In Japan, for example, where Catholics represent less than 1% of the population, the main dilemma is how Catholics can maintain their community identity. In the Catholic majority Philippinesrecent synod meetings on synodality have focused on how poverty and corruption impact the Catholic community and the nation as a whole.

In India, where 20 million Catholics live, the Catholic Dalit community is particularly important. Dalit means “oppressed” or “crushed” and refers to the marginalized groups once called “untouchables” of India. Only recently a Dalit, Anthony Poola from Hyderabadwas made a cardinal, even though the Dalits have long been a majority Indian Catholics. caste discrimination in the church is a reality that Dalit Catholics have united protest.

Meanwhile, the Catholic Church in East Timor, where Catholics make up 95% of the population, has experienced her own divisive sexual abuse crisis linked to a highly regarded American priest.

Catholics offer prayers in front of a statue of the Virgin Mary in Hyderabad, India. Noah Seelam/AFP via Getty Images

Catholic churches in China face unresolved disputes over who has the final say in the appointment of bishops – the Vatican, or the Chinese government. In addition, there are continuing issues regarding the status of the underground catholic churcheswho worship outside the jurisdiction of the sanctioned state Chinese Catholic Patriotic Association.

In some parts of Oceania, climate change is an existential concern. The spread of HIV/AIDS in Papua New Guinea also remains an important issue.

The fortress is no more?

Latin America is home to almost 40% of the world catholics. But the ascend of Protestantism concerned many priests and lay people. Many new Protestants in Latin America believe that evangelical and Pentecostal communities are more sensitive to their needs, encouraging introspection for Catholics.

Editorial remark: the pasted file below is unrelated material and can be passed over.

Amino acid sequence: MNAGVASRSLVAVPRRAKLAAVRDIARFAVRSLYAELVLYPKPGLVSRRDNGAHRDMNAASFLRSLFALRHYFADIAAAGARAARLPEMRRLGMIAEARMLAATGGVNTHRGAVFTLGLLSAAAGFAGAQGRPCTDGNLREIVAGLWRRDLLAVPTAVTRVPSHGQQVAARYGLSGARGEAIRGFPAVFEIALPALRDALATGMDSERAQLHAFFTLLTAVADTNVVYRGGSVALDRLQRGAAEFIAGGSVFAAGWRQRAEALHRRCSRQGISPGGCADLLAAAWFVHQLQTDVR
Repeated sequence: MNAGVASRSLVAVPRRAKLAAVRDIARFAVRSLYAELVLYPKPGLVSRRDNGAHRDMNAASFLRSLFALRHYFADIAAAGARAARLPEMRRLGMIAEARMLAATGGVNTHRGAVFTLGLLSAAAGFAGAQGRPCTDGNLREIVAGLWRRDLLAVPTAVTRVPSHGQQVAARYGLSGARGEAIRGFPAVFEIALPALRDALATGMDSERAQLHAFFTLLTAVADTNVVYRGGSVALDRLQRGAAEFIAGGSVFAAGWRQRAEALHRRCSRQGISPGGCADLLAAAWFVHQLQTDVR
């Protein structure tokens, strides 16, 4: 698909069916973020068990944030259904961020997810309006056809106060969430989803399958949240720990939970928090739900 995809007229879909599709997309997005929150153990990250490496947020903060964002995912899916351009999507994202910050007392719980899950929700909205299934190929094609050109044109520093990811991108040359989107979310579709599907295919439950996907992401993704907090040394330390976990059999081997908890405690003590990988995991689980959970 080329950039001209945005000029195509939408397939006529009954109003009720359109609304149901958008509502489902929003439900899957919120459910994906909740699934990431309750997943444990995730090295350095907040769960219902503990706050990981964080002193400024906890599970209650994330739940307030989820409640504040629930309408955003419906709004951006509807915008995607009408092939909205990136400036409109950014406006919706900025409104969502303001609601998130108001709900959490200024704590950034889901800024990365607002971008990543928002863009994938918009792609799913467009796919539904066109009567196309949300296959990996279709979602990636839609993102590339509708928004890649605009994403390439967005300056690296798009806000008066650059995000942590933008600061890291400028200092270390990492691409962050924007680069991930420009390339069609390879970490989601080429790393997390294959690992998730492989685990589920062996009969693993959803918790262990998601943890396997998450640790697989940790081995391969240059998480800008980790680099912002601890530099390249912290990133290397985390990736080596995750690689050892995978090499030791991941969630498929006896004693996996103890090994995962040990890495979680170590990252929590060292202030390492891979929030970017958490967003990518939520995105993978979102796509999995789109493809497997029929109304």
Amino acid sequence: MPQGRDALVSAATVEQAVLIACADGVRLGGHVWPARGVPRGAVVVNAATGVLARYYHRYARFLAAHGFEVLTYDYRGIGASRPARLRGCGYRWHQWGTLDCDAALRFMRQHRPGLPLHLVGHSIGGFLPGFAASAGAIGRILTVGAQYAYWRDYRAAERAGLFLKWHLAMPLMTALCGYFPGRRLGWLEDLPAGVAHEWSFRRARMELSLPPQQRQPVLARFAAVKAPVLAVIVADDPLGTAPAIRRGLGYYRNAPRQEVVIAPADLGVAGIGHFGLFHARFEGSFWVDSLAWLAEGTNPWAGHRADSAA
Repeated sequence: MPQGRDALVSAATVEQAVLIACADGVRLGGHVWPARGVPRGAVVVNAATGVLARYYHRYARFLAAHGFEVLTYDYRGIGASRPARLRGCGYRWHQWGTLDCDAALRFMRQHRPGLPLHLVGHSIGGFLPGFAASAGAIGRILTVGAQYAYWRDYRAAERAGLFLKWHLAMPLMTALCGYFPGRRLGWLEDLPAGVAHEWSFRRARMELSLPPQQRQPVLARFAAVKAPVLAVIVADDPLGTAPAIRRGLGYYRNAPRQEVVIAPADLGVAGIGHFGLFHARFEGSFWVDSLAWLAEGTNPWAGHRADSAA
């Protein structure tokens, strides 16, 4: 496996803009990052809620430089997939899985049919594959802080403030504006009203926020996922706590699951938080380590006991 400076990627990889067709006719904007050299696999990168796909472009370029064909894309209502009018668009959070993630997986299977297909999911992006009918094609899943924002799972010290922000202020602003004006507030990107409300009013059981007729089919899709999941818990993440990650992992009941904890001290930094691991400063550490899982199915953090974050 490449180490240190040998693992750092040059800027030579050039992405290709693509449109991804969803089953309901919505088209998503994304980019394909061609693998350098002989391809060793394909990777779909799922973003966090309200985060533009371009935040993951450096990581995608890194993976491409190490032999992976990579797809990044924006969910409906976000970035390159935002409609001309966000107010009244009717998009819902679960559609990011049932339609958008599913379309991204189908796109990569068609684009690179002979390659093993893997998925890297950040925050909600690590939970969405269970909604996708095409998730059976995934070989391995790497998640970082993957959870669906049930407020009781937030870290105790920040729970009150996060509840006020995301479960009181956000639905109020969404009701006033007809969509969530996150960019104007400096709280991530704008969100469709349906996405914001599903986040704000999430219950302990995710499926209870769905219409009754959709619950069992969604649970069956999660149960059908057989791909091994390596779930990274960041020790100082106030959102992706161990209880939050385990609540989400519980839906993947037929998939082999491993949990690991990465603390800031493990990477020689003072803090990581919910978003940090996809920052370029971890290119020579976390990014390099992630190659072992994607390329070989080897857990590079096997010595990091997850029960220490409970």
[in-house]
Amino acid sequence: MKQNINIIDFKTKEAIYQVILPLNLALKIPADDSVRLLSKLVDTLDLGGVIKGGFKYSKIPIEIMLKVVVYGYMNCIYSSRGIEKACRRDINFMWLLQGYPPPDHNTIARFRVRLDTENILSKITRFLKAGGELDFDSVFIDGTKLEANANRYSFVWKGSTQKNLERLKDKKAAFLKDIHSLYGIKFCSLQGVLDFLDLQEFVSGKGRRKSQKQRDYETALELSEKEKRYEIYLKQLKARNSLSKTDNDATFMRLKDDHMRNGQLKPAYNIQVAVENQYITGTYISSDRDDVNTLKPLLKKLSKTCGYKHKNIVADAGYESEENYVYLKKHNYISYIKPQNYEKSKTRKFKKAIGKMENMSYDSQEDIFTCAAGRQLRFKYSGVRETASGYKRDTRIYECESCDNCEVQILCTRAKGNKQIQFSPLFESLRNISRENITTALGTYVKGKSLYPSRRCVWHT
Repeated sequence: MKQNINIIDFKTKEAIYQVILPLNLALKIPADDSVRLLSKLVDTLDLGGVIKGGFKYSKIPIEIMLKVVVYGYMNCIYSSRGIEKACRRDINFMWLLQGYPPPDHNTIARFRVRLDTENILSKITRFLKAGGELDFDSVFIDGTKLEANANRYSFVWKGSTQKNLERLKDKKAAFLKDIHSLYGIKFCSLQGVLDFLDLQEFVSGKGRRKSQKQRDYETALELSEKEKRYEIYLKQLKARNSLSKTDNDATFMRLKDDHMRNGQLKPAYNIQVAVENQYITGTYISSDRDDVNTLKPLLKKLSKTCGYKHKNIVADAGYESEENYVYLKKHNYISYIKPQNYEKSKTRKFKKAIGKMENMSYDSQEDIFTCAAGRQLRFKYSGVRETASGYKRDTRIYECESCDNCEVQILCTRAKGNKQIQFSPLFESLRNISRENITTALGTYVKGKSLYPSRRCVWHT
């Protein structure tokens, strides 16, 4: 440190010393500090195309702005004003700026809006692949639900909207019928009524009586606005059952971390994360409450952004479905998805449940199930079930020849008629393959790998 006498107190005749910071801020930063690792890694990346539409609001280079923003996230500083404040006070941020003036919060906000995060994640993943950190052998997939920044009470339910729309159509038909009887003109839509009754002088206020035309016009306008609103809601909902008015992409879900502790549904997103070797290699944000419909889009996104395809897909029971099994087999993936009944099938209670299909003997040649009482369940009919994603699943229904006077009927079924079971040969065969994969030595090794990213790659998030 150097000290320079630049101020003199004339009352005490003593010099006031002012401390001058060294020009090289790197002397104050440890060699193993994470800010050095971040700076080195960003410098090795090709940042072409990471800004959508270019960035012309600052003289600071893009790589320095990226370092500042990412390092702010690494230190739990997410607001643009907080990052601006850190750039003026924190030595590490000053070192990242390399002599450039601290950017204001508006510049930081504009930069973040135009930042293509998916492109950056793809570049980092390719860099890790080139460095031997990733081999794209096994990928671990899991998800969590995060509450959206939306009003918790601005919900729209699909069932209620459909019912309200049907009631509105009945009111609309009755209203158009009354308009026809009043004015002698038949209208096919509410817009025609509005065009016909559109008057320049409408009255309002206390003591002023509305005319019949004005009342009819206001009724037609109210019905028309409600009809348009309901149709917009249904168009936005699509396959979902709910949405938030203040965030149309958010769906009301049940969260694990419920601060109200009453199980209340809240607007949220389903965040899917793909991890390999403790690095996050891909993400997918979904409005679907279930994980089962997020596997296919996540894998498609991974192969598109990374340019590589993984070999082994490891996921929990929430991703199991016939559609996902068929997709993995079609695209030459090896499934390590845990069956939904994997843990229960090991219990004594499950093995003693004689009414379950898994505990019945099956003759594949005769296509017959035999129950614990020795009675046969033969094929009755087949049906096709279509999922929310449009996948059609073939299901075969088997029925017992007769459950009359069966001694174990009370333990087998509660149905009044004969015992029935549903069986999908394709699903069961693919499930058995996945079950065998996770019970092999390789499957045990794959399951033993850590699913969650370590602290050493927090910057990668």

Another crucial issue in Latin America is whether to ordain married men in regions where priests are rare, such as the Amazon. The Catholic Church in Latin America is still struggling with its colonial past and call to apologize for this violent story. This heritage makes it particularly important to hear the voices of Indigenous peoples.

A global conversation

The world Synod on synodality focuses, in the words of Pope Francis, on creating a church that “walk together on the same road.”

It would be a mistake to see this “walking together” from an exclusively Western perspective. The debate in Germany reflects how divided ideologically Catholicism has become in the western world alone. And it’s not as if churches elsewhere are just areas of potential trouble or disagreement; their faith and rich theological traditions are an important resource for Catholics around the world.

Yet, given the cultural diversity of Catholicism, there are many potential flashpoints as the Synod on Synodality moves forward: poverty, adapting to local culture, sexuality and gender, governance of church and the ongoing sexual abuse crisis – to name a few.

This left some commentators wondering if anything meaningful can be discussed or achieved. In my view, whether the Synod conversations turn into controversies will ultimately depend on how Catholics view themselves as part of a church that is truly global.

Mathew Schmalzteacher of religious studies, Holy Cross College

This article is republished from The conversation under Creative Commons license. Read it original article.